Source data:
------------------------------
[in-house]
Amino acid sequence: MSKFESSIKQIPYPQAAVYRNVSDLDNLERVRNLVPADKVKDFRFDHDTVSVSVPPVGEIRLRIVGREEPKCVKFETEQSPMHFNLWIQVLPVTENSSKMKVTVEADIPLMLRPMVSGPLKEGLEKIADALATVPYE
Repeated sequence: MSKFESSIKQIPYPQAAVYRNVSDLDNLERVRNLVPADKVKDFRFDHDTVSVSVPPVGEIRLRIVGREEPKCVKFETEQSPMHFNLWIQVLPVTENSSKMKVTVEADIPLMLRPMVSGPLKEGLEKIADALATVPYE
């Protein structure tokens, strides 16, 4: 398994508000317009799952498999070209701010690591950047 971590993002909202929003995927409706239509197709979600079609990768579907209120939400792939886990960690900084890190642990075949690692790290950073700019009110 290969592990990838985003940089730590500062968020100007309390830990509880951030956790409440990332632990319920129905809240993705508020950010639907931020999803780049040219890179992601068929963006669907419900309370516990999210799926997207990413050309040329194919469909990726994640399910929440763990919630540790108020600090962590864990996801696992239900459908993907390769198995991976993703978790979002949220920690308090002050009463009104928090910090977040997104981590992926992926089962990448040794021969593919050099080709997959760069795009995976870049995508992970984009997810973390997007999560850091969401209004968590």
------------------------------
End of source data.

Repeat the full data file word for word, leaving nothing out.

[in-house]
Amino acid sequence: MSKFESSIKQIPYPQAAVYRNVSDLDNLERVRNLVPADKVKDFRFDHDTVSVSVPPVGEIRLRIVGREEPKCVKFETEQSPMHFNLWIQVLPVTENSSKMKVTVEADIPLMLRPMVSGPLKEGLEKIADALATVPYE
Repeated sequence: MSKFESSIKQIPYPQAAVYRNVSDLDNLERVRNLVPADKVKDFRFDHDTVSVSVPPVGEIRLRIVGREEPKCVKFETEQSPMHFNLWIQVLPVTENSSKMKVTVEADIPLMLRPMVSGPLKEGLEKIADALATVPYE
């Protein structure tokens, strides 16, 4: 398994508000317009799952498999070209701010690591950047 971590993002909202929003995927409706239509197709979600079609990768579907209120939400792939886990960690900084890190642990075949690692790290950073700019009110 290969592990990838985003940089730590500062968020100007309390830990509880951030956790409440990332632990319920129905809240993705508020950010639907931020999803780049040219890179992601068929963006669907419900309370516990999210799926997207990413050309040329194919469909990726994640399910929440763990919630540790108020600090962590864990996801696992239900459908993907390769198995991976993703978790979002949220920690308090002050009463009104928090910090977040997104981590992926992926089962990448040794021969593919050099080709997959760069795009995976870049995508992970984009997810973390997007999560850091969401209004968590």